Squamish francophone school expands to offer middle school classes | Squamish Chief

Squamish francophone school expands to offer middle school classes

The Grade 7 and 8 students started at École Les Aiglons in September; the goal is to eventually offer kindergarten to Grade 12

Squamish student Charlotte Gadbois-Schuett, 12, says she can envision a time when there will be so many students attending her francophone school that it will be housed in a "huge" building.

Gadbois-Schuett is in Grade 7 at École Les Aiglons, where she has been from the start.

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The school recently expanded its curriculum to offer a new Middle Years program.

The first group of this new program began in September and was made up of four Grade 7 students and one Grade 8.

"This September marks a new milestone in their growth with the opening of their eighth classroom and a new middle school program in a school with over 130.  students from K to 8 now," said parent Christine McLeod, whose daughter Ali is in Grade 7 at the school.

Traditionally, students would transfer to Don Ross Middle school where grades 7, 8 and 9 are offered.

École Les Aiglons opened in Squamish in ​Sept 1996 with 10 students from kindergarten to Grade 5, in a single classroom at Mamquam Elementary.

The number of students continued to increase. École Les Aiglons set up in its current home in the former Capilano University building next to Howe Sound Secondary in 2015.

The vision is to have a K to 12 francophone school, McLeod said, adding "several of them in the corridor."

"People often ask: What is the difference between French immersion and the francophone school?' and 'Why can't any child go to Ecole Les Aiglons if they want to?'" McLeod told The Chief in an email.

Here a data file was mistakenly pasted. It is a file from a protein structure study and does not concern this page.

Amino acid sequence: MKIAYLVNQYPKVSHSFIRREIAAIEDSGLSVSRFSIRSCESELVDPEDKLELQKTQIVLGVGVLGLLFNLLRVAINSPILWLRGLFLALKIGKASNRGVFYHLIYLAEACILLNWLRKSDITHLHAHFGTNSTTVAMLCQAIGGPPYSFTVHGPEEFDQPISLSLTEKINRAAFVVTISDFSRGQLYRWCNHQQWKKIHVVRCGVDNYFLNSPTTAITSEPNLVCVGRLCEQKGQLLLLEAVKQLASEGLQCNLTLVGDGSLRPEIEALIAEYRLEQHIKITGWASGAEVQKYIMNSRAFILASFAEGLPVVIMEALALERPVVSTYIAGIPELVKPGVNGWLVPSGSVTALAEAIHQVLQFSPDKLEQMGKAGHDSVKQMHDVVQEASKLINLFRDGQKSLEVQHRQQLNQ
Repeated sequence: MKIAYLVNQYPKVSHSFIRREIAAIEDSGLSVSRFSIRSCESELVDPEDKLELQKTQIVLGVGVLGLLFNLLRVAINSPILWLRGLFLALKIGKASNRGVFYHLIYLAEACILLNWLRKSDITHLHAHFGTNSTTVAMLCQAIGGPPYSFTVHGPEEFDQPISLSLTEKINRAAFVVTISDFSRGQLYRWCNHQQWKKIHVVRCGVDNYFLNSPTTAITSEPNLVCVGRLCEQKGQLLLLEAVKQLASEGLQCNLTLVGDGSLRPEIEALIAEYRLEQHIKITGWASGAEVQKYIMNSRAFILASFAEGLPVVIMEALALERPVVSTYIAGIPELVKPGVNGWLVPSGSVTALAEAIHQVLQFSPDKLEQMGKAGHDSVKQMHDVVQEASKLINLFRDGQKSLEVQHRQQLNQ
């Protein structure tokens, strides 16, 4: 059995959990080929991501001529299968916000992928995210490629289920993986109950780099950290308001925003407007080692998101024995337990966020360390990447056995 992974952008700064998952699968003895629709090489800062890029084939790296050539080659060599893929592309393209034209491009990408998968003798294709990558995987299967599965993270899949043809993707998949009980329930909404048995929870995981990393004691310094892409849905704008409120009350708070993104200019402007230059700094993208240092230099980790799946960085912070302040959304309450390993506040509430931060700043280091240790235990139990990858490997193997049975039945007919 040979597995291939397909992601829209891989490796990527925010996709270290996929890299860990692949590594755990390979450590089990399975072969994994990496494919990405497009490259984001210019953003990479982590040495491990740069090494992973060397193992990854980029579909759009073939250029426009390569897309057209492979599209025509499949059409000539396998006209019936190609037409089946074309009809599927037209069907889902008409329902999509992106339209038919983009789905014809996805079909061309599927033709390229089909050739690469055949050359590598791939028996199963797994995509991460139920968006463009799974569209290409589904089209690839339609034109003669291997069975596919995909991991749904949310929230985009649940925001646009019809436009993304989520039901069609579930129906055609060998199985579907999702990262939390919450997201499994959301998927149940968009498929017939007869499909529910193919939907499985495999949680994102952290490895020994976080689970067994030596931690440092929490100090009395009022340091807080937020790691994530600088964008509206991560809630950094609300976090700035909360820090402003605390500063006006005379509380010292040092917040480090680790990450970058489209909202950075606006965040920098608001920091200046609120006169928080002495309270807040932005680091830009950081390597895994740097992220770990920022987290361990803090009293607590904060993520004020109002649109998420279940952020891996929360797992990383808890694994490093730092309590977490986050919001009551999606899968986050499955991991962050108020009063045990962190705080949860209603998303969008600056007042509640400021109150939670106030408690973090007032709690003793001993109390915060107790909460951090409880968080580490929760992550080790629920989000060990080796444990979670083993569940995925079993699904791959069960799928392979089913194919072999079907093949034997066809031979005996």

"The answer lies in Section 23 of the Canadian Charter of Rights and Freedoms, which guarantees that citizens of Canada whose first language learned and still understood is that of the English or French linguistic minority population of the province in which they reside — in our B.C. case that would be French — have the right to have their children receive primary and secondary school instruction in that language in that province."

One or more of the parents in the students' homes have French as their first language, in other words.

McLeod notes that Squamish's francophone population has grown in the last 15 to 20 years.

Between the 2006 and 2016 census, the number of people in Squamish identifying French as their mother tongue doubled and the number of families speaking both French and English at home grew by almost 60%.

"I think it is a good program that they started," Gadbois-Schuett said, of the middle school classes.  "And I think it is really going to impact the future of French schools."

For Gadbois-Schuett, a big advantage of the program is the smaller class size.

"It is kind of easier to concentrate and I love my teacher," she said of the cohort's teacher Lucie Lhotak.

During COVID-19 the small class sizes are a plus, too, McLeod agreed, as there is less worry about lots of children mixing in a class.

But there are trade-offs to being the first groups and being in smaller classes, Gadbois-Schuett and McLeod acknowledge.

"It is kind of challenging when you want to play sports, or something like that — or teams — there are not enough people," said Gadbois-Schuett, adding she finds sometimes kids outside the school also don't really get what it is about.

"They don't really understand the fact that there are only five people in the class and they don't really understand the language. But it is different. They have been in classes of 30, and I have never been in a class of 30 — ever. The highest class I have ever been in was probably 20."